The top three things parents do to prepare a child for the internet

Monday, November 4th, 2013

Cyber safety for kids and families on The Family Morning Show – The Fish 103.9FM

Photo of girl demonstrating how to get around the fingerprint security of her dad’s mobile phone. Photo: Mashable

The idea of preparing children for the internet may seem overwhelming to many parents, considering the risk and uncertainty associated with wireless connectivity.  Conversations with parents typically reveal two points of temptation: 1) a desire to have control over access all together because it is such a serious security breach for the child, and 2) a resignation that there is nothing we can do except hope for the best. Both points of view are understandable and represent fear-based thinking, which stifles communication and rapport essential to your child’s security on and off line.

The aim of parenting in a cyber-powered world is to become a trusted resource for your child in all matters on and off line. This is the blessing of the power crisis for the family ushered in by internet connectivity.

Even though the technology changes rapidly and our children are ahead of parents in learning about the new tools (texting and social media apps, gaming, etc.) the basics of parenting still apply.

“This is what happens when we come from the track of fear. Because there is no respect. I act as though you are not good enough or intelligent enough to see what is good or not good for you. I make the assumption that you are not strong enough to go into certain situations and take care of your self…If I take control of our whole relationship, where is your part? It doesn’t work.” – Don Miguel Ruiz

Below are the three top things parents must to do prepare children to be safe in the social network.

  • Be not afraid. Fear stifles open communication. The most important cyber safety factor law enforcement point to is open communication between the parent and child. Too many parents are not aware of what their children are doing. They are left alone without monitoring. Parents are not stewarding what is really happening in their children’s lives beyond sports and school. My faith informs me that the best way to shed fear is to have confidence in your role as a parent to impart wisdom (James 1:5) and in your child’s ability to learn from you and think for herself. And wisdom must be expressed as a passion for your child’s liberty, which will resonate for the digital native. When we explain to our children that our job as the parent is to provide protective cover, like a bodyguard, and train them to use their free will responsibly so they will not be tricked into giving up their personal freedoms in the world and in the network, children can more readily receive boundaries and consequences as love language.


  • Take time to understand the things your child is interested – in on and off line. There is a universal truth about instilling discipline necessary for learning: people don’t care about what you know until they know you actually do care. So what does “caring” look like to a digital native? Get interested in what interests your child, without judging, editing and criticizing.  Sharing interests can open the door for conversations about your beliefs and values and how they apply to pursuing a happy and successful life which is instructive for the child; other times it is just simply taking it all in and accepting your child for who he is. When children experience that it is safe to be who you are at home and to express your thoughts without being criticized, then it is possible to stay connected to what is happening in your child’s life without prying or being intrusive. You simply are in a position to really listen (through what is said and what you observe).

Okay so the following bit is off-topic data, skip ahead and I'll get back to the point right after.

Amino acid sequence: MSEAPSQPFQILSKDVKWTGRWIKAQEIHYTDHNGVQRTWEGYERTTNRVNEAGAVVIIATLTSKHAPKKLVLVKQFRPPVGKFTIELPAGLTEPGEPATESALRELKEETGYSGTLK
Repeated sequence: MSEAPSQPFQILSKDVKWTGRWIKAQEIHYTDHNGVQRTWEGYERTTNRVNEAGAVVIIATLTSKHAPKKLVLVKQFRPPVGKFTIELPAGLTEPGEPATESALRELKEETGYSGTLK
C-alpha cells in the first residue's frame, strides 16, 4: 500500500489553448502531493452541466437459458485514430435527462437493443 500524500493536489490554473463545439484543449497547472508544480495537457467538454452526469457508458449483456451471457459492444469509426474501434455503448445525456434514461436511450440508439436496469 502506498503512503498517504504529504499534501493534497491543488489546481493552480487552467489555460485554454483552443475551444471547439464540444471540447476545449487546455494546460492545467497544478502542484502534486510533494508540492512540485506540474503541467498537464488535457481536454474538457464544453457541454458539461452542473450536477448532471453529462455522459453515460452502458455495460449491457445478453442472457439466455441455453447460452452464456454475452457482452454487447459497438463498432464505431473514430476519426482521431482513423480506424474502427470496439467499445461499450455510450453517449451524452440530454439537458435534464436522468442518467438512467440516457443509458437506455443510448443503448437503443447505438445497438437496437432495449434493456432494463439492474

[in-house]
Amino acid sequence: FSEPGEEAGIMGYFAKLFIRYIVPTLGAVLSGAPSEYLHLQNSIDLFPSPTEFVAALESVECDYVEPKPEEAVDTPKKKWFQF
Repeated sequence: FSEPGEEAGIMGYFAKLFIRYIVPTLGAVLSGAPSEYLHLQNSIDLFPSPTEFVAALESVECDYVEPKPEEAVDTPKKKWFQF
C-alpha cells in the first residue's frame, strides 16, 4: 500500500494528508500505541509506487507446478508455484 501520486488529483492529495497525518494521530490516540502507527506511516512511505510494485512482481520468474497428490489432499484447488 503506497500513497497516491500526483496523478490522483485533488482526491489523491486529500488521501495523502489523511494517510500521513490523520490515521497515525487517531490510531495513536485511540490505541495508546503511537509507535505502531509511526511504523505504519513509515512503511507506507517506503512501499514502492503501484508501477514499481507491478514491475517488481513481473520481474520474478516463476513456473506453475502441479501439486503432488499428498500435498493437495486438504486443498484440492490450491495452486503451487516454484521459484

• Create a “family approved” app list and house rules for using wireless devices.  Wireless devices beckon children from infancy. The desire to touch and interact with the screen is compulsive. So the sooner you establish the idea that every single app, from search engines like Yahoo and Google, to video games, texting and social media must be “family approved” the better. When children are trained to think about access to apps as a decision point that warrants scrutiny, it is one of the first lessons of self-restraint essential to keep kids secure. Impulsiveness is the enemy of discipline, so house rules must reflect the expectation that internet access is not a private thing, that parents monitor everything, and that every member of the household is expected to use good judgment.

For more about establishing house rules and rites of passage for wireless connectivity, go to: A Google World in the Garden of Eden: Five Family-Safe Strategies for Texting and Social Media.



Joanna Jullien
(Photo: Christi Benz)

Joanna Jullien is an author, educator and speaker on strengthening the parent-child relationship in a cyber powered world. She a mother of two grown sons, the author of The Authority In Me: The Power of Family Life in the Network Culture, produces The Sacramento Cyber Safety Examiner column on, and is the CyberParenting advisor on The Fish 103.9FM. Her new book, A Google World in the Garden of Eden: Five Family-Safe Strategies for Texting and Social Media is now available for PC and all eReader formats including Kindle, Nook, iPad.

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About Joanna Jullien

Joanna Jullien

Joanna ( and her husband have raised two sons in Roseville, CA. She has a degree from U.C. Berkeley in Social Anthropology (corporate culture). Her honors thesis was awarded the Kroeber Prize and funding from National Science Foundation grant. Joanna writes to help parents with the modern-day leadership challenges of raising children. She is a contributing writer for The Granite Bay View, the Press Tribune, the Sacramento Examiner, and editor of Banana Moments.